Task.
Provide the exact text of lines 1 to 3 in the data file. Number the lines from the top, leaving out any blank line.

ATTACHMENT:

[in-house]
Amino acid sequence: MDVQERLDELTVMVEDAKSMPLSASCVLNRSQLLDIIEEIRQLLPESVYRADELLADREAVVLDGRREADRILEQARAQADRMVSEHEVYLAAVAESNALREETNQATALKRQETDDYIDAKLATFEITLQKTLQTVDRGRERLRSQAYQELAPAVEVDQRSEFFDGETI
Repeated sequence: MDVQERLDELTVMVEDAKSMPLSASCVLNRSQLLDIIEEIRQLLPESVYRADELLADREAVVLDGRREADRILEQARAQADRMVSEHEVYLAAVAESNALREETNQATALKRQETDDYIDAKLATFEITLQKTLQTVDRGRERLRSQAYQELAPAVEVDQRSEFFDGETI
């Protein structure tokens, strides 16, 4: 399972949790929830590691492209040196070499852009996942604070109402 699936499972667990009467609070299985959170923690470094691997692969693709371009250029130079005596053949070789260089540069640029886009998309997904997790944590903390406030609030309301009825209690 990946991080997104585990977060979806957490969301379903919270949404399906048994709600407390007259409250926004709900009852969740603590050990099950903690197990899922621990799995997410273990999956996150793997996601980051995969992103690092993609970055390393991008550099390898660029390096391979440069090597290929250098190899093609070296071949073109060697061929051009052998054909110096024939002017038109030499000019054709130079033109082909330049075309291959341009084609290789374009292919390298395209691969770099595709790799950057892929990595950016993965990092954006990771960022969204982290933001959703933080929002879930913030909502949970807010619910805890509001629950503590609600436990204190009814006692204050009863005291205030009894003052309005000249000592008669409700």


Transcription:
[in-house]
Amino acid sequence: MDVQERLDELTVMVEDAKSMPLSASCVLNRSQLLDIIEEIRQLLPESVYRADELLADREAVVLDGRREADRILEQARAQADRMVSEHEVYLAAVAESNALREETNQATALKRQETDDYIDAKLATFEITLQKTLQTVDRGRERLRSQAYQELAPAVEVDQRSEFFDGETI
Repeated sequence: MDVQERLDELTVMVEDAKSMPLSASCVLNRSQLLDIIEEIRQLLPESVYRADELLADREAVVLDGRREADRILEQARAQADRMVSEHEVYLAAVAESNALREETNQATALKRQETDDYIDAKLATFEITLQKTLQTVDRGRERLRSQAYQELAPAVEVDQRSEFFDGETI